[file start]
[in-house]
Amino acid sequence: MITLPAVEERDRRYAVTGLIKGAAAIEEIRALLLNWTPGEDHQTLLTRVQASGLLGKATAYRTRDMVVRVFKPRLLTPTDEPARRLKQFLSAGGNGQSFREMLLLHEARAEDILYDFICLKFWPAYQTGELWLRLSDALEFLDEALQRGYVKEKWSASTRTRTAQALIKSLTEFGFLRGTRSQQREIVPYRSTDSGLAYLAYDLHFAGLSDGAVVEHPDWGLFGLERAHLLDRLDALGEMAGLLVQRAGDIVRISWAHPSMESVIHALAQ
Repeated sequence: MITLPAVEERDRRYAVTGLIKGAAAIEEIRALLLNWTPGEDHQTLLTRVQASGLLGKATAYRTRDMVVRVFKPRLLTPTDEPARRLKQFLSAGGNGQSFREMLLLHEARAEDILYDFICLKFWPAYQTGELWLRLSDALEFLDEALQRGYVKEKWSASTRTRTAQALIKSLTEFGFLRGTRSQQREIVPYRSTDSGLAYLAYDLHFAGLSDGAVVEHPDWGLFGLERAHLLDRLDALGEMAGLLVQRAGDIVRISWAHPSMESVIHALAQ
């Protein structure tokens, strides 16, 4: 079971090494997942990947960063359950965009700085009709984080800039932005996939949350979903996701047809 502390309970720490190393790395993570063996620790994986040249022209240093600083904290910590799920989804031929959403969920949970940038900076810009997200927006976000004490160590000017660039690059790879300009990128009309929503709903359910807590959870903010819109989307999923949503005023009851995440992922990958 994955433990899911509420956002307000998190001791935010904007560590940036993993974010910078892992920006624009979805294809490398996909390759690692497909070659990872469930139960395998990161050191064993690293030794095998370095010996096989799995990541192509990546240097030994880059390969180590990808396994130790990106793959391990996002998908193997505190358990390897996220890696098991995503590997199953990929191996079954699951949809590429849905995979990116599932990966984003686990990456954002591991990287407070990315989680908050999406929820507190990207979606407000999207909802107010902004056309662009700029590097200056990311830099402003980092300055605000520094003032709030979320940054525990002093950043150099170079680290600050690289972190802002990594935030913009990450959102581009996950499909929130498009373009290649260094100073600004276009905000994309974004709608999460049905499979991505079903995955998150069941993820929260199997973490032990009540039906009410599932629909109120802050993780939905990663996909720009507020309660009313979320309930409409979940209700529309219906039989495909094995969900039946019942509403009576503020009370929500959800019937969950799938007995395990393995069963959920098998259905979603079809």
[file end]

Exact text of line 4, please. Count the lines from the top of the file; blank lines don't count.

């Protein structure tokens, strides 16, 4: 079971090494997942990947960063359950965009700085009709984080800039932005996939949350979903996701047809 502390309970720490190393790395993570063996620790994986040249022209240093600083904290910590799920989804031929959403969920949970940038900076810009997200927006976000004490160590000017660039690059790879300009990128009309929503709903359910807590959870903010819109989307999923949503005023009851995440992922990958 994955433990899911509420956002307000998190001791935010904007560590940036993993974010910078892992920006624009979805294809490398996909390759690692497909070659990872469930139960395998990161050191064993690293030794095998370095010996096989799995990541192509990546240097030994880059390969180590990808396994130790990106793959391990996002998908193997505190358990390897996220890696098991995503590997199953990929191996079954699951949809590429849905995979990116599932990966984003686990990456954002591991990287407070990315989680908050999406929820507190990207979606407000999207909802107010902004056309662009700029590097200056990311830099402003980092300055605000520094003032709030979320940054525990002093950043150099170079680290600050690289972190802002990594935030913009990450959102581009996950499909929130498009373009290649260094100073600004276009905000994309974004709608999460049905499979991505079903995955998150069941993820929260199997973490032990009540039906009410599932629909109120802050993780939905990663996909720009507020309660009313979320309930409409979940209700529309219906039989495909094995969900039946019942509403009576503020009370929500959800019937969950799938007995395990393995069963959920098998259905979603079809």